Being in the right place at the right time. It's a dreamy thought, but the phrase is most notably flipped on its head to convey something bad and unwanted, oftentimes even undeserved. It's usually being in the wrong place at the wrong time that worries us the most. The most frightening aspect is the randomness, the vague or absent markings that are going to signify to us, to blare a piercing bullhorn sound in our ears when we're stepping foot into those zones where bad things have a mathematically higher percentage of occurring for no relative reason. It's not you, just what you've gotten yourself into, an unreasonable dilemma to have to swallow sometimes.
Nik Freitas, the unassuming Californian whom you'd peg - on sight alone - as a bellhop, mechanic or short order cook but never such a crafty songwriter, has not had to worry too hard about anything but the right places and the right times in his career and even the lyrics that he winds his 60s-era pop nuggets around portray more of those crisp mornings full of opportunity and the kind of keen, golden shine. His music is an elixir that needs no sugar to take it down the hatch, to spread out like spilled milk and a burst vein's contents as quickly as if the body were tilted on the downside part of a hill. It's good for what ails you, for what ails all of us, it seems. He is of the mind to think that any second, any moment is potentially a memory worth saving - or it could be. Time is made up of all the various ingredients that it takes to pull such a thing off and the only ones who mess us the recipes are the people who touch them, tainting the ingredients and tripping, falling down on the eggs on the sidewalk in front of the house. Day ruined and everything's a mess.
Freitas holds out for something on the more subtle side of the happy ending, maybe more of the tolerably melancholy ending. He seems to envision a world where every dog has its day a couple two or three times a week, there's a steady run of 72-degree-temperature days, the spreads on the nightly dinner tables are bountiful, people are buying and eating locally, we're talking farmer's markets and well-manicured lawns, chipper children on swings and slides, a healthy rosiness and glow to cheeks, and some honest confidence that all could be all right. It's that word of hope that's being tossed around so precipitously these days, it's what's been caught in the nostrils and in between the blinks. It seems like Freitas has that hope in him and it's been good to him. It's treated him well. He believes in the hearts of men and women.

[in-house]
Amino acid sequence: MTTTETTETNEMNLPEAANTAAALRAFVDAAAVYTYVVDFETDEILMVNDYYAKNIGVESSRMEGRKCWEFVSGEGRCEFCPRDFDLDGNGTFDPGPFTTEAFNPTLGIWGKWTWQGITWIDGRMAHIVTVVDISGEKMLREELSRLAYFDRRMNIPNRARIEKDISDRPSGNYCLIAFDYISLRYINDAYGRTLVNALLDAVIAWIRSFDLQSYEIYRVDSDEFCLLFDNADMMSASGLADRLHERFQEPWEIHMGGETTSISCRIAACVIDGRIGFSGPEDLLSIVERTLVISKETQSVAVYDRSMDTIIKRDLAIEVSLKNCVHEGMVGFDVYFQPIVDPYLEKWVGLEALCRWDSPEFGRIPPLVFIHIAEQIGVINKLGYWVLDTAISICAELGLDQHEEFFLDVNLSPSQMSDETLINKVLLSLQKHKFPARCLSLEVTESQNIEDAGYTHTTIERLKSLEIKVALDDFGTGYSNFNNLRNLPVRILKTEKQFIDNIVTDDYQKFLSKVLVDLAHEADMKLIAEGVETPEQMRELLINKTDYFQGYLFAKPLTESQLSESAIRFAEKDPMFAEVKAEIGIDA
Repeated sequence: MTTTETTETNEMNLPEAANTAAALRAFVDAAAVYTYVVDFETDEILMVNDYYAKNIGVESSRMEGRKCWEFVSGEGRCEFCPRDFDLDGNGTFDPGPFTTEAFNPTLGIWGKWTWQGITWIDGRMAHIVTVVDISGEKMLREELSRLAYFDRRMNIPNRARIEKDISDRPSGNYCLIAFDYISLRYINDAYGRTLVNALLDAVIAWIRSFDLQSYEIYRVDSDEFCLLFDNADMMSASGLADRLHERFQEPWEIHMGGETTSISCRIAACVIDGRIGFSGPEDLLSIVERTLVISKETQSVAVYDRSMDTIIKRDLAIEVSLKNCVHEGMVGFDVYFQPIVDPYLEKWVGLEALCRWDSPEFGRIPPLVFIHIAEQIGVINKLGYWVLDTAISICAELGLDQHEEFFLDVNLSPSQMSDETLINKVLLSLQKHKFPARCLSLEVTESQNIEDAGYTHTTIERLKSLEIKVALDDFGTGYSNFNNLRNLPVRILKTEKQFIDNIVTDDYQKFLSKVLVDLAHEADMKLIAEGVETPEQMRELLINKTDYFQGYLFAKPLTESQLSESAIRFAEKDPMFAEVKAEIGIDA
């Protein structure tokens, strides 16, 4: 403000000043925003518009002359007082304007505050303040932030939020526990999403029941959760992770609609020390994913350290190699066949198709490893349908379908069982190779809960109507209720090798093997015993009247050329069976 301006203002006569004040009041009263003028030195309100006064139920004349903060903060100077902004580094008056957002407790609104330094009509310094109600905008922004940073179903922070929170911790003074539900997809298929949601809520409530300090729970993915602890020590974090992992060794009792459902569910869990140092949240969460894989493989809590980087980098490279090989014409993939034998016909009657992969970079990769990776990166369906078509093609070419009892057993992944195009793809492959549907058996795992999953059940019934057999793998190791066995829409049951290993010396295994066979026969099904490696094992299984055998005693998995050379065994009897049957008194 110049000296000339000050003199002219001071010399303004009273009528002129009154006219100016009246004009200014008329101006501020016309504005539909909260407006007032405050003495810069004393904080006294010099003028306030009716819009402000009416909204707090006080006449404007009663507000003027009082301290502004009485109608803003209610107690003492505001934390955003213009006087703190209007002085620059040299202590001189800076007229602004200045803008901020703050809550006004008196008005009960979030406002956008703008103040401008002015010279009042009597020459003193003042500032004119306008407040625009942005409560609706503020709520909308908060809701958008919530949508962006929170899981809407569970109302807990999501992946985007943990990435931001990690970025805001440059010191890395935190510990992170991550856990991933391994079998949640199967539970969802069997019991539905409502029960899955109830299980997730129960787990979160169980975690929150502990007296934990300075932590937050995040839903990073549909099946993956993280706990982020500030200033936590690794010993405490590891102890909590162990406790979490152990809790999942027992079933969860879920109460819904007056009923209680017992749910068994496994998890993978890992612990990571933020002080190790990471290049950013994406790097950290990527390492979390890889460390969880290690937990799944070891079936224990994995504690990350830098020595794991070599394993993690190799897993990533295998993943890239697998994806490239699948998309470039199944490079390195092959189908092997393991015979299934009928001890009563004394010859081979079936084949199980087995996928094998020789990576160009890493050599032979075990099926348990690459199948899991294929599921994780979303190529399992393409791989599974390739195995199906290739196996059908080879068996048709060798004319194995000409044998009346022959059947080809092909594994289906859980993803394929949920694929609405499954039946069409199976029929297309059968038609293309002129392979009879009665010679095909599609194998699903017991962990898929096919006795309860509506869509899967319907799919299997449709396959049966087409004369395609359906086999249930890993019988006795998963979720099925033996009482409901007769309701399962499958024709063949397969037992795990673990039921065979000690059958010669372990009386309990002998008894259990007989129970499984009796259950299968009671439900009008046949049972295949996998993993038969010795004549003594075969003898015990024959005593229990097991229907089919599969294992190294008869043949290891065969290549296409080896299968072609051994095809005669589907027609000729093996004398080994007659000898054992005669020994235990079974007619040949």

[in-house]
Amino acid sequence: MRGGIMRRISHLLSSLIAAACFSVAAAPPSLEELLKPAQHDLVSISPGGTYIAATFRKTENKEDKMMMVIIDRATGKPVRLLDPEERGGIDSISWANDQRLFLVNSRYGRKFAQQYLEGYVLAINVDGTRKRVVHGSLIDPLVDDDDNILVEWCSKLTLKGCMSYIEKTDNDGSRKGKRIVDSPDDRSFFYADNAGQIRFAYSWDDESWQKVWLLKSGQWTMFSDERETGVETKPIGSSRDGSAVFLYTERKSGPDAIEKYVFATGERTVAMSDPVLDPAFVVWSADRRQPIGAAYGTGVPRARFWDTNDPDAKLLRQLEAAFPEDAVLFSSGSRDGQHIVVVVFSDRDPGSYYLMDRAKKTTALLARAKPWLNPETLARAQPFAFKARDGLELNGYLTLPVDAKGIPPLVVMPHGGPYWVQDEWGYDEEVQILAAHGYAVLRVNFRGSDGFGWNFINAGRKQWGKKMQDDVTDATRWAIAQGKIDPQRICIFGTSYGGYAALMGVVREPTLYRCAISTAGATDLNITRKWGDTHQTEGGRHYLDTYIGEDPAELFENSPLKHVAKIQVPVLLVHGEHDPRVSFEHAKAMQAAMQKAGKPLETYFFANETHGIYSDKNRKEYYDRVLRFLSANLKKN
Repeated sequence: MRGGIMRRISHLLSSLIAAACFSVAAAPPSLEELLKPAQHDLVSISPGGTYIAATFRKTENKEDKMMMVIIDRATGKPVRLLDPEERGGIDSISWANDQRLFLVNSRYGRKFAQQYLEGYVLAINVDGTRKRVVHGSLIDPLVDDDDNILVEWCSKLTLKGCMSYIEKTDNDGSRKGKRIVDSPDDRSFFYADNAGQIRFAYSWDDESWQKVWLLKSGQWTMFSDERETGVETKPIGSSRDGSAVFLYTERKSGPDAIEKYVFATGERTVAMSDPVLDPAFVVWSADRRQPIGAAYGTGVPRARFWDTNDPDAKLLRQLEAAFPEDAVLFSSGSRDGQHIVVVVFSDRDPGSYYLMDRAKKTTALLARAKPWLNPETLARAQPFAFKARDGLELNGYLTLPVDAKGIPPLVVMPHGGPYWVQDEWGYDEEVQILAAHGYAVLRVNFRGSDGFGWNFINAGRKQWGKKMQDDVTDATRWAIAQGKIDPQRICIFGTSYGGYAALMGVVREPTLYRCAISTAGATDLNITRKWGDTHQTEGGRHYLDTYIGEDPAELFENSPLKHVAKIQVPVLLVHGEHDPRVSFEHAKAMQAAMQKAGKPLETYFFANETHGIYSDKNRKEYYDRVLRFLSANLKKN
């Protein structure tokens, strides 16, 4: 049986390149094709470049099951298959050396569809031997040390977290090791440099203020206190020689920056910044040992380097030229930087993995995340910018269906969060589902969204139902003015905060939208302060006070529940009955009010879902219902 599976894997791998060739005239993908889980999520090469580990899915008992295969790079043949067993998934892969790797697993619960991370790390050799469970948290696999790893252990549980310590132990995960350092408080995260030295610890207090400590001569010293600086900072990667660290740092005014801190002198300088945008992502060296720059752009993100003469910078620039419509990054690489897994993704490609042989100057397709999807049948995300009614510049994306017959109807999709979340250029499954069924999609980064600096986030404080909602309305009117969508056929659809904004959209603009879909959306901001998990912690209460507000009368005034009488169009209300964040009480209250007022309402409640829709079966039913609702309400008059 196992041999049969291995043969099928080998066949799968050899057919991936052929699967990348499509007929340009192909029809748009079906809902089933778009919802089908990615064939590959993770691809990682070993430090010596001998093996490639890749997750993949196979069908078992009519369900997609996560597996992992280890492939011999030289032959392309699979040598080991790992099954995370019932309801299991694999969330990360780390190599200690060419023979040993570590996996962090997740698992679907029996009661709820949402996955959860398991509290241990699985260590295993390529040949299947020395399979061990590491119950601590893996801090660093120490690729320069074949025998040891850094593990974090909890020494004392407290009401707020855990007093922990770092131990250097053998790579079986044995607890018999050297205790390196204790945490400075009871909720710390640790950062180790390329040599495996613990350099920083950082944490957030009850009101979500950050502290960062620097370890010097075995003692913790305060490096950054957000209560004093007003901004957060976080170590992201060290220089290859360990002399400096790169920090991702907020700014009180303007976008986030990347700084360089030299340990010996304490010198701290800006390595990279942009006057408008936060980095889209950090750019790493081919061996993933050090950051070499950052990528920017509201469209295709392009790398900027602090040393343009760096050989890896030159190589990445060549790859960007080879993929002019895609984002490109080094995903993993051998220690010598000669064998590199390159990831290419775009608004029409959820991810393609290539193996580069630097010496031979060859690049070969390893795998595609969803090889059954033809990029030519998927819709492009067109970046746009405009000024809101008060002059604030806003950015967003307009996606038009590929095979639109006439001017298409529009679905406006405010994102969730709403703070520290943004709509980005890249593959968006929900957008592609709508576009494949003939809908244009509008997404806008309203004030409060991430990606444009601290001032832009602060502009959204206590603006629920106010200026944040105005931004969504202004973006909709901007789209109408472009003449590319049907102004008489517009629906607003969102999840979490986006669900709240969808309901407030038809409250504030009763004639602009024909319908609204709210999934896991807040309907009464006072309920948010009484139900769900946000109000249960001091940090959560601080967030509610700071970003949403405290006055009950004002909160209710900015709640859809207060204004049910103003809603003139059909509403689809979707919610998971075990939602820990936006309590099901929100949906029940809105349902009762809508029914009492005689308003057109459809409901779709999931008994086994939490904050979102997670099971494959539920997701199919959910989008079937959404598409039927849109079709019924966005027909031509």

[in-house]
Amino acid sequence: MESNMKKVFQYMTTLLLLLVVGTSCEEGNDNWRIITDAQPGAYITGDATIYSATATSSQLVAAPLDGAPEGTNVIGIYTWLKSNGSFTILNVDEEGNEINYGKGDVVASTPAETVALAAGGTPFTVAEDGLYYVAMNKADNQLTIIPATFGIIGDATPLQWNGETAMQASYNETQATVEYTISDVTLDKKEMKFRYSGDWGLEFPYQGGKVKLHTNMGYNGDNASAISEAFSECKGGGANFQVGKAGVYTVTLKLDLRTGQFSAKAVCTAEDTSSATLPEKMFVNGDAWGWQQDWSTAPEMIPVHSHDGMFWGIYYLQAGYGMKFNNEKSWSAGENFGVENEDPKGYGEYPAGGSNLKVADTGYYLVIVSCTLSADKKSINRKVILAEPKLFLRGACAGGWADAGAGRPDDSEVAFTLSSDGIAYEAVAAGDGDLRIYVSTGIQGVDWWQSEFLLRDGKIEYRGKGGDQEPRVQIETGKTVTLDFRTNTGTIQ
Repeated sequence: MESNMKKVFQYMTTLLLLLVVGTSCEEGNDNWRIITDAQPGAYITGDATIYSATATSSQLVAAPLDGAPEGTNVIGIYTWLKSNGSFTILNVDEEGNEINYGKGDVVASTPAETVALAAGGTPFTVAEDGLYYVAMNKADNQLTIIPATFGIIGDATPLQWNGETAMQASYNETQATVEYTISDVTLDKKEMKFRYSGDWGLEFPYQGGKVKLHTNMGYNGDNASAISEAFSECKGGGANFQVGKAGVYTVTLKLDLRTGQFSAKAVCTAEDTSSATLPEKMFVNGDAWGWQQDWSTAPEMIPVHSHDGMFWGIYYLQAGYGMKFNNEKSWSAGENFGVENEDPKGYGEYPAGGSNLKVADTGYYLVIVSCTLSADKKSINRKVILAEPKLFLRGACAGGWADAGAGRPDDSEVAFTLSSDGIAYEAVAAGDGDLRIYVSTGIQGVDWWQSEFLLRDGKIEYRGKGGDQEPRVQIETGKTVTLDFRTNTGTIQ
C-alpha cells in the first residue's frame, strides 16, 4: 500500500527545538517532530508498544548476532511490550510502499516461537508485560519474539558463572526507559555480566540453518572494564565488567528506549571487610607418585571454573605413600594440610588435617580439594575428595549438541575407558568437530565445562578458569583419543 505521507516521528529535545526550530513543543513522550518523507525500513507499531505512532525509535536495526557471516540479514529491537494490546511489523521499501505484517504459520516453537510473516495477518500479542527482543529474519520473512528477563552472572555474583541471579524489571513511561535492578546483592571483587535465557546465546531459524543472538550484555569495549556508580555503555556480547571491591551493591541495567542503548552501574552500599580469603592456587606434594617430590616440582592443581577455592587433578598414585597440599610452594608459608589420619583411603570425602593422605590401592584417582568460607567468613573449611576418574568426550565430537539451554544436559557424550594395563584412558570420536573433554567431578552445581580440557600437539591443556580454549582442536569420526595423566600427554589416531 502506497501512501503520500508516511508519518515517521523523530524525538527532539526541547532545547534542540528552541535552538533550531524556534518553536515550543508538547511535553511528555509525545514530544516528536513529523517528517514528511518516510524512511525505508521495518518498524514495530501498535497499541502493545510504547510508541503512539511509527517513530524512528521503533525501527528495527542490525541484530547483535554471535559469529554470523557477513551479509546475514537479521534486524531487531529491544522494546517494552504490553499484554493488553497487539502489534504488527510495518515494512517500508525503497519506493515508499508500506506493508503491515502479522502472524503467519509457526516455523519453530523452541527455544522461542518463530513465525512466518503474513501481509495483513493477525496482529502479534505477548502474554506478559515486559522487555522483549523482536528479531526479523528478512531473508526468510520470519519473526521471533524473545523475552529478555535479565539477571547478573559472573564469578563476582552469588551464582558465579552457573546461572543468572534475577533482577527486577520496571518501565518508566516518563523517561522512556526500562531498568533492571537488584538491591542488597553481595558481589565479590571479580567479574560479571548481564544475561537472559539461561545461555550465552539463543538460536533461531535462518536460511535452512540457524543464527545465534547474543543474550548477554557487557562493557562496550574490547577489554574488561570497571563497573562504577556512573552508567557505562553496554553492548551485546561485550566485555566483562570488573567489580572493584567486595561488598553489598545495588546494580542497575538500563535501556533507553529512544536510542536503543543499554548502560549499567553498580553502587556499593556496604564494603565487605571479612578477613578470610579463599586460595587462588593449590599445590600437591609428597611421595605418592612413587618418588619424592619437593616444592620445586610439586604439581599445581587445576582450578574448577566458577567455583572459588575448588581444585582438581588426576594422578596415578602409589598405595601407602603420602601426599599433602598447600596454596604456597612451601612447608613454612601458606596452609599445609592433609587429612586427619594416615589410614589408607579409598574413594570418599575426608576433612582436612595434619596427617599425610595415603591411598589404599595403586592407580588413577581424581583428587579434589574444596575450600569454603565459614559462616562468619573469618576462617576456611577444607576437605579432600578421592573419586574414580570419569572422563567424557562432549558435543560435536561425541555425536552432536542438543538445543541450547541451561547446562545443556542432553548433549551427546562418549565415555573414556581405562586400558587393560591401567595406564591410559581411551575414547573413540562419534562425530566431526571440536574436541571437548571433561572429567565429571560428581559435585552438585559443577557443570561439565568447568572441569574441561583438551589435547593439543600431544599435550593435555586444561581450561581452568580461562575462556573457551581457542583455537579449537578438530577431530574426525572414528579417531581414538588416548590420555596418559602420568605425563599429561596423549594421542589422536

He says so himself, when he sings, "To the credit of man/He does a lot of things/The best he can," and that college try should be commended, he thinks. People get in over their heads, or they lose them and it turns their sights sour. There's not a lot of corrective action that can be done when those hooks have set in and begun to tug. He writes of a fictitious world where all of the "locks would be irrelevant" and that sounds like either a great or a terrible place to live. It really all comes down to the residents of that somewhere. If Freitas, one of the members of Conor Oberst's Mexican vacationing/working Mystic Valley Band of brothers, were the governing body of that neighborhood, breathe easy. It would be a chill party. There would be nightly happy hours, once everyone wiped the dirt and grime from their hands and put on a clean shirt. He wrote a song that could be the ironic theme song of this country's financial blackout. Another black Monday today and we should be turning "All The Way Down" up loud and really thinking about someone still wanting to have his face on the money we make. It's a courteous reminder that people get taken hostage by the unnatural firmaments or just the pretty things (always worse) and that's when men go bad. It's when the right places and the stuff of treasured memory - the bulk of what Freitas writes about - can't be had or can't be found.